As a young boy in the 90s, I indulged in various fantasies. One of them was being an important element in the United Nations and saving the world from all its evils. I wanted to be a hero and the UN was my platform. But, if I had succeeded in becoming a UN staff back then, I‘d be a disappointed man today. Look at the world body. It is a sorry reflection of its founding principles, rendered ineffective by red tape and lethargy, failing to evolve.
I may not be a part of UN, but I have closely followed its work over the years. I have interacted with UN officers, past and present, and the image it reveals saddens me.
The bureaucracy is annoyingly complicated. There is a maze through which one has to maneuver in order to do the right thing. Tax dollars and human aspirations are going down the drain. As a guardian of the world, the United Nations requires the best of human resources in the business of keeping global peace.
And yet, a former UN assistant secretary general revealed to a leading US newspaper that it takes on average 213 days to recruit someone. In January, to the horror of many, the Department of Management imposed a new recruitment system that is likely to increase the delay to over a year.
The former UN man shared a case in point: During the Ebola epidemic, he was looking for qualified people to help tackle the epidemic, yet he was informed that one of the staff members working in South Sudan could not travel to the headquarters in Ghana until she received a new medical clearance…
The world was staring at a disease that had killed thousands and had the potential to kill many more, yet, the time-consuming, oppressive bureaucracy prevented a helping hand from reaching where it was needed the most. The continued existence of unnecessary guidelines and unbending rules is a matter of grave concern because at the receiving end is a world that is grappling with issues on multiple fronts. We can do with a better service.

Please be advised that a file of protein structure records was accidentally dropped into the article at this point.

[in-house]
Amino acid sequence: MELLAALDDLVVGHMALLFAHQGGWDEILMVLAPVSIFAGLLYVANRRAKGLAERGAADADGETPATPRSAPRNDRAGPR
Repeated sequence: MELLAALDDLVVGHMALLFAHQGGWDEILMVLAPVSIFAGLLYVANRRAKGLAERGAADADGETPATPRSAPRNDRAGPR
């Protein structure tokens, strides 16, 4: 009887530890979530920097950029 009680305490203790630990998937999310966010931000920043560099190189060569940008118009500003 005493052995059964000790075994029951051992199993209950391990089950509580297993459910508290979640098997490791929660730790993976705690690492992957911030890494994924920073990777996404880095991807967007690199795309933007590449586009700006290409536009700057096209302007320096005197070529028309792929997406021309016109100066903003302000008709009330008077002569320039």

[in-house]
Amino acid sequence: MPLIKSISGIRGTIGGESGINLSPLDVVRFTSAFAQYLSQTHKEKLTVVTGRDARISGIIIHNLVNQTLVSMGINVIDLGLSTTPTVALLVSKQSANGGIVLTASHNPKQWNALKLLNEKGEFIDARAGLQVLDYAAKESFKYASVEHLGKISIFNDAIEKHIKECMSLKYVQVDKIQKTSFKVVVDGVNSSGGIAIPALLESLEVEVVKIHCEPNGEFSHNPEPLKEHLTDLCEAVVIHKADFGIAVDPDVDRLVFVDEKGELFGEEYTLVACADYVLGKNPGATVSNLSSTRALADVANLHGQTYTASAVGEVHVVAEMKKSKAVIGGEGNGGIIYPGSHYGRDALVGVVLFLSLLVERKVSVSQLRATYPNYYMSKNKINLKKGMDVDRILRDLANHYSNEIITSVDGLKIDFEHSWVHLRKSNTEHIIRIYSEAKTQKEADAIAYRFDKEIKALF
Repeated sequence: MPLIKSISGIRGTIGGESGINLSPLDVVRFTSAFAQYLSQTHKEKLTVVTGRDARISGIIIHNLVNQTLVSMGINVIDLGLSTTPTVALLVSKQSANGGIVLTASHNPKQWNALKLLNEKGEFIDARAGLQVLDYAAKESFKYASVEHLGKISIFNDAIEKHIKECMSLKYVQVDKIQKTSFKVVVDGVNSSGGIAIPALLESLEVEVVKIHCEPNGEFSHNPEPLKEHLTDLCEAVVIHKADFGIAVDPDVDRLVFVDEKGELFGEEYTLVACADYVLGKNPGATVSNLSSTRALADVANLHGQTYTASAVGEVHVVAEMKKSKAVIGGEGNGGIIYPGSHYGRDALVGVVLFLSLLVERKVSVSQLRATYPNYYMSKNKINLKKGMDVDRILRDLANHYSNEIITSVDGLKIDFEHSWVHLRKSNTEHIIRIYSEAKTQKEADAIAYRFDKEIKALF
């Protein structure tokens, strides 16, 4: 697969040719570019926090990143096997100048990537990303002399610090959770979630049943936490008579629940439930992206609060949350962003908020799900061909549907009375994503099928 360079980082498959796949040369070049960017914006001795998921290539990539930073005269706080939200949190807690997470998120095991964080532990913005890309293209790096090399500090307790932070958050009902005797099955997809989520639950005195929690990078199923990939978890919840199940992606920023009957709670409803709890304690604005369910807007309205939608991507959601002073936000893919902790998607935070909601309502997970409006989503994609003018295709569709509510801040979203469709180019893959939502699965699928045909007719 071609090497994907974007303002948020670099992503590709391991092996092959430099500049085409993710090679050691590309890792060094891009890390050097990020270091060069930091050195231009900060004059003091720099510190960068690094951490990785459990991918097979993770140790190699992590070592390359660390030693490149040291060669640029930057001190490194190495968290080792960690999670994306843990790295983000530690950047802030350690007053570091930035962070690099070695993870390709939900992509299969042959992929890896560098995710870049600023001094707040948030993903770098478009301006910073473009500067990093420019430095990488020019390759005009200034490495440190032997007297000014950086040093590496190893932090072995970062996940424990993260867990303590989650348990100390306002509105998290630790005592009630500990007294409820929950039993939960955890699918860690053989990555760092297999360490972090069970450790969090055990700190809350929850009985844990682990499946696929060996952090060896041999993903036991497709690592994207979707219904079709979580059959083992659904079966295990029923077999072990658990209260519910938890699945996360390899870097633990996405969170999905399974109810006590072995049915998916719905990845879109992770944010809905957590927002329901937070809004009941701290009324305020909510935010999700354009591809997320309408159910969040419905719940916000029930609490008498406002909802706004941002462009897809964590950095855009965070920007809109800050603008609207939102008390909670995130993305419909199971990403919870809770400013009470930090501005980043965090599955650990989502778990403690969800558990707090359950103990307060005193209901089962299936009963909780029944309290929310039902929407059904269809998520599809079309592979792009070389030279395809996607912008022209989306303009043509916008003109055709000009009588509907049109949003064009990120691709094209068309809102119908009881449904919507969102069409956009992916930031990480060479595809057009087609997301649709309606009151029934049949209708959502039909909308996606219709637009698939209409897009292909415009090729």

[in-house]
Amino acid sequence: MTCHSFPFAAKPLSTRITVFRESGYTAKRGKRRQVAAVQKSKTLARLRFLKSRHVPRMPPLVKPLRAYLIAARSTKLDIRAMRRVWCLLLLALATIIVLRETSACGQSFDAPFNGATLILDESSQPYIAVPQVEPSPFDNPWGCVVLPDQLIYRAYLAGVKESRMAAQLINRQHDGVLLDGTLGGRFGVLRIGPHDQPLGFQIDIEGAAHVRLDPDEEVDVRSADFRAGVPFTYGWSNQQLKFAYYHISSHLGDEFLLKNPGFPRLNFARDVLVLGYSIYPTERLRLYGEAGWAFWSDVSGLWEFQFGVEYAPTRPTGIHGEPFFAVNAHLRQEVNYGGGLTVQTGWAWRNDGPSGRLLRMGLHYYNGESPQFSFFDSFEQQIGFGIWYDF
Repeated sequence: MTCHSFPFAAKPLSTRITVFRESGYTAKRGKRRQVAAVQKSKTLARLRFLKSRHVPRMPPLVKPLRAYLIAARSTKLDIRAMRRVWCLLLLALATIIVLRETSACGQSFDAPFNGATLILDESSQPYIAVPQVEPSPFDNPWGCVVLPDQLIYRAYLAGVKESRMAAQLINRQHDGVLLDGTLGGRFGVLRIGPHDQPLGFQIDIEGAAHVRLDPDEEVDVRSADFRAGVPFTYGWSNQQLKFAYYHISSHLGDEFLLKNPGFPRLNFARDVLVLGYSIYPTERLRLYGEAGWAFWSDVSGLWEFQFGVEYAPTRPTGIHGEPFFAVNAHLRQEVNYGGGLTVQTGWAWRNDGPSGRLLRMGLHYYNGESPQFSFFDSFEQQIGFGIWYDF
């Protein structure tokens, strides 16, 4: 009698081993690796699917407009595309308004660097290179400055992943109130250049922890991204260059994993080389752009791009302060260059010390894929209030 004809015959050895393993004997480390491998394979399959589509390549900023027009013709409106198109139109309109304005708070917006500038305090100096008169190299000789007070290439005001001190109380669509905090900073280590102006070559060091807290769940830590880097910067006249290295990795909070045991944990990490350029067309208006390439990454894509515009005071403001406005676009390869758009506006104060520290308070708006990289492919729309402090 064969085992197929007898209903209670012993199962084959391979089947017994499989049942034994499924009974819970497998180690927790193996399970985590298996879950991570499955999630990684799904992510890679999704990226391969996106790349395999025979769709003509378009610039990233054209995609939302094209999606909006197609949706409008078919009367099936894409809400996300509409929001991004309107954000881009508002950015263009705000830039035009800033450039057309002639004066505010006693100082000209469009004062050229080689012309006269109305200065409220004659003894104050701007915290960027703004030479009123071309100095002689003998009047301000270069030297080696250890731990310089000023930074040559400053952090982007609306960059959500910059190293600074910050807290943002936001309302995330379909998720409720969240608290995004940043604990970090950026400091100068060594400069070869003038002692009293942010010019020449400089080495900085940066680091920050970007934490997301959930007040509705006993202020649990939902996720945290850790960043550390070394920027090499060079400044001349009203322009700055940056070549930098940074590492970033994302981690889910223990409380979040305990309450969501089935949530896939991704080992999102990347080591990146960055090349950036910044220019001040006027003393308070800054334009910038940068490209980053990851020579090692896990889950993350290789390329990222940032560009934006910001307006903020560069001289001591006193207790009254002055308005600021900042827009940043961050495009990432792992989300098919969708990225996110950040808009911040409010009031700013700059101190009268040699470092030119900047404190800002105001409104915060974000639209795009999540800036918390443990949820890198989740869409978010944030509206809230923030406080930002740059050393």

Minimal accountability is a major source of pain. Without naming, the former member pointed out that there is a chief of staff in a large peacekeeping mission who is distinctly incapable of performing duties. There have been attempts at relieving him of his duties but it’s just not possible to remove him from the UN. Reportedly, not a single international field staff member has been fired in the last six years.
Politicization of decisions is another problem. Peacekeeping forces are often deployed in countries without any serious objective. Besides costing billions of dollars, the unending existence of large number of forces diverts focus from the real socio-economic problems.
The former UN member’s first peacekeeping mission was in Cambodia in 1992. They left the ground after less than two years. Now, it’s a rare exception when a mission lasts fewer than 10.
Haiti is a classic example. There has been no armed conflict for more than a decade, and yet a United Nations force of more than 4,500 remains…
The world’s primary institution’s effort to deal with terrorism and war is not working, too. An independent secretary general would long ago have demanded a ceasefire in Syria with clearly spelt-out consequences, including coercive sanctions, for those who breached it.
Likewise, an international conference ought to have happened to agree and implement a timetable for the two-state solution for Israel/Palestine, a requirement endorsed repeatedly by the council and every member state of the UN. It is simply foot-dragging to nowhere.
Later this year, we will have a new secretary general. Ban Ki-moon has done a good job as UN’s head, but the world still needs a stronger UN. We need a tough and independent secretary general who will give impartial and specific recommendations to the council, without fear or favour to the prejudices of the“P5” permanent veto-wielding members. Protection of civilian life should be the only concern.
The members of UN need to reflect on where the global body is headed, and make course correction. Otherwise, it will meet the same fate that the League of Nations did way back in the 40s…